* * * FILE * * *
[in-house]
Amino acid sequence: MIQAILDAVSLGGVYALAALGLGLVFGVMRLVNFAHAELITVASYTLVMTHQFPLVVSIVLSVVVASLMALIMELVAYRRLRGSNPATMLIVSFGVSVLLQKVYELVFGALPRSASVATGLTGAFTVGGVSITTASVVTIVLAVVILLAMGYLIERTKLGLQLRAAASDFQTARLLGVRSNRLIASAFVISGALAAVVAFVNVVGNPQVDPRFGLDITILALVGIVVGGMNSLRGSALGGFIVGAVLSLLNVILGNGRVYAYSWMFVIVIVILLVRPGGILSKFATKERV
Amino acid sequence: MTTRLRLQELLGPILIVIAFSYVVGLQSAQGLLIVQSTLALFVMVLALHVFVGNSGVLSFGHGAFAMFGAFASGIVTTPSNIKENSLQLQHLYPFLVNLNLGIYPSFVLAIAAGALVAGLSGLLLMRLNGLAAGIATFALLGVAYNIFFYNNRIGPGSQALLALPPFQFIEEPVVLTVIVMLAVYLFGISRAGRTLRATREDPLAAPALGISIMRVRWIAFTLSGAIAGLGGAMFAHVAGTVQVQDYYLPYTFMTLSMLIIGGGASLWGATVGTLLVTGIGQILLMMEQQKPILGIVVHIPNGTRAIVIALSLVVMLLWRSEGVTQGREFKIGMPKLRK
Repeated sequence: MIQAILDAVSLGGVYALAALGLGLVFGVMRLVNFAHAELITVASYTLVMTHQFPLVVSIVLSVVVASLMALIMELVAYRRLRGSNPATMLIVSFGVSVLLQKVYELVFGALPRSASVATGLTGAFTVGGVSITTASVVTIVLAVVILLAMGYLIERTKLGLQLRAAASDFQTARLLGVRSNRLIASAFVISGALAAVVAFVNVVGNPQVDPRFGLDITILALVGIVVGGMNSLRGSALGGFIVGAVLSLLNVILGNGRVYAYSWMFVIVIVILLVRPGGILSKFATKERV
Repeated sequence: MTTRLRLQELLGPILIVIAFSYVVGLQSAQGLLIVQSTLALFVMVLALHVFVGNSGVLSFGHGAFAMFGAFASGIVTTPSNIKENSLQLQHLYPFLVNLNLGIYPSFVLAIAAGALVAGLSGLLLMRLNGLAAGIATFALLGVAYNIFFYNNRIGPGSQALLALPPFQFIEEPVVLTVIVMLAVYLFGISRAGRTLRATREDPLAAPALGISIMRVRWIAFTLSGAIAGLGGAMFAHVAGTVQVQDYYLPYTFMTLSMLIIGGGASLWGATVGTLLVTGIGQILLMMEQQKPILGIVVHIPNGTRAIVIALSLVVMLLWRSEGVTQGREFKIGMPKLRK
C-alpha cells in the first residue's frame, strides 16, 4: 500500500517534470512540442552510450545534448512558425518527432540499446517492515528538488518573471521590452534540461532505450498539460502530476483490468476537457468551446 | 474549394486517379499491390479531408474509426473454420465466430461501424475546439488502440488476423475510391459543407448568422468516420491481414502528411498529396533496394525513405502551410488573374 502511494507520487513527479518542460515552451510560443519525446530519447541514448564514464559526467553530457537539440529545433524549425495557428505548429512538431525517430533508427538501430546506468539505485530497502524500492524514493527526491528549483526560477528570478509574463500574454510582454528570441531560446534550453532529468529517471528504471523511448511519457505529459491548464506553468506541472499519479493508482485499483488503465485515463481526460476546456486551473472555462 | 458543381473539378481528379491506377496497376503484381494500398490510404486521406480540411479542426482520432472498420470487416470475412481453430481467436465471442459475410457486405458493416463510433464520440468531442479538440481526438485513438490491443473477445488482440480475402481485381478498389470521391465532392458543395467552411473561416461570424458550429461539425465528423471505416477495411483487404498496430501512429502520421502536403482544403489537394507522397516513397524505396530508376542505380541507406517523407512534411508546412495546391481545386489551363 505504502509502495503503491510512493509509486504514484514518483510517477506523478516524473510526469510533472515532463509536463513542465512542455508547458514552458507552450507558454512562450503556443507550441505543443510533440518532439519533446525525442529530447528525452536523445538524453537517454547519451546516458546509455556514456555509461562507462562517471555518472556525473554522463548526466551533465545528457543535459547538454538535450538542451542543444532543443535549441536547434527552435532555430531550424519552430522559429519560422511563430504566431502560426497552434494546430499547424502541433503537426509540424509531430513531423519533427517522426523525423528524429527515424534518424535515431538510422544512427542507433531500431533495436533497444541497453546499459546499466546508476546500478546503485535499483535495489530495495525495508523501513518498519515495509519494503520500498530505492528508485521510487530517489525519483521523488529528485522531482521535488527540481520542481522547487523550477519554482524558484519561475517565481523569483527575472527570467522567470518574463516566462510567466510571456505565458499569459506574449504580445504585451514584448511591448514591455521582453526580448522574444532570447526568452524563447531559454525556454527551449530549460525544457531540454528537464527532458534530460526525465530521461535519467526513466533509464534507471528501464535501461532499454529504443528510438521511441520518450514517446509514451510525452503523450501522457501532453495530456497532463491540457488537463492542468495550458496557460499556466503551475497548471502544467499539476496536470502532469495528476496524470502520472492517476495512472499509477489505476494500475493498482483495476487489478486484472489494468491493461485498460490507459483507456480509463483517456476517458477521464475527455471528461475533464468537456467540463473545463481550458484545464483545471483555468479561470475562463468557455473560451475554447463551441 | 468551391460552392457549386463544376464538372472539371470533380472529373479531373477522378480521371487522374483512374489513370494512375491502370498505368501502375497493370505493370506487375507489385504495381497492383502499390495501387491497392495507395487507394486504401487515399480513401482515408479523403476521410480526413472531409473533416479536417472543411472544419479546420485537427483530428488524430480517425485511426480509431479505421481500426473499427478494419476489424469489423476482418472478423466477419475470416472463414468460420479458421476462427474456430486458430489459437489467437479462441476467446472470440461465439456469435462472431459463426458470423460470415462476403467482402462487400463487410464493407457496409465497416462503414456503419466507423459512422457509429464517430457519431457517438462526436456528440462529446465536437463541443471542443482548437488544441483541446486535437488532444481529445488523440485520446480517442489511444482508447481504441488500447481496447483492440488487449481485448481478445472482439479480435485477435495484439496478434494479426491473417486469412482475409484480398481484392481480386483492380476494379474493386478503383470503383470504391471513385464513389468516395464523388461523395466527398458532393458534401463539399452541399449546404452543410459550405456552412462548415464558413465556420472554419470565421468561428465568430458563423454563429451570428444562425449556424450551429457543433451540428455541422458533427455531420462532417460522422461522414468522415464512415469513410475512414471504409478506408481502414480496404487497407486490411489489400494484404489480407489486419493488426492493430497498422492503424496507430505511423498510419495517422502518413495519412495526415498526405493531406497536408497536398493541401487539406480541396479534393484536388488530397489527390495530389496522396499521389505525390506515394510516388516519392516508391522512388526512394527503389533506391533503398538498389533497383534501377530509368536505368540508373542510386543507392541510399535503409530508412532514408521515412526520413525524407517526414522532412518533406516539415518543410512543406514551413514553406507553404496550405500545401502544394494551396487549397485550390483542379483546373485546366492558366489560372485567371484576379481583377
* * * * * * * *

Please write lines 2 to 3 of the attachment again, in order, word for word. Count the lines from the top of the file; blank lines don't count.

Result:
Amino acid sequence: MIQAILDAVSLGGVYALAALGLGLVFGVMRLVNFAHAELITVASYTLVMTHQFPLVVSIVLSVVVASLMALIMELVAYRRLRGSNPATMLIVSFGVSVLLQKVYELVFGALPRSASVATGLTGAFTVGGVSITTASVVTIVLAVVILLAMGYLIERTKLGLQLRAAASDFQTARLLGVRSNRLIASAFVISGALAAVVAFVNVVGNPQVDPRFGLDITILALVGIVVGGMNSLRGSALGGFIVGAVLSLLNVILGNGRVYAYSWMFVIVIVILLVRPGGILSKFATKERV
Amino acid sequence: MTTRLRLQELLGPILIVIAFSYVVGLQSAQGLLIVQSTLALFVMVLALHVFVGNSGVLSFGHGAFAMFGAFASGIVTTPSNIKENSLQLQHLYPFLVNLNLGIYPSFVLAIAAGALVAGLSGLLLMRLNGLAAGIATFALLGVAYNIFFYNNRIGPGSQALLALPPFQFIEEPVVLTVIVMLAVYLFGISRAGRTLRATREDPLAAPALGISIMRVRWIAFTLSGAIAGLGGAMFAHVAGTVQVQDYYLPYTFMTLSMLIIGGGASLWGATVGTLLVTGIGQILLMMEQQKPILGIVVHIPNGTRAIVIALSLVVMLLWRSEGVTQGREFKIGMPKLRK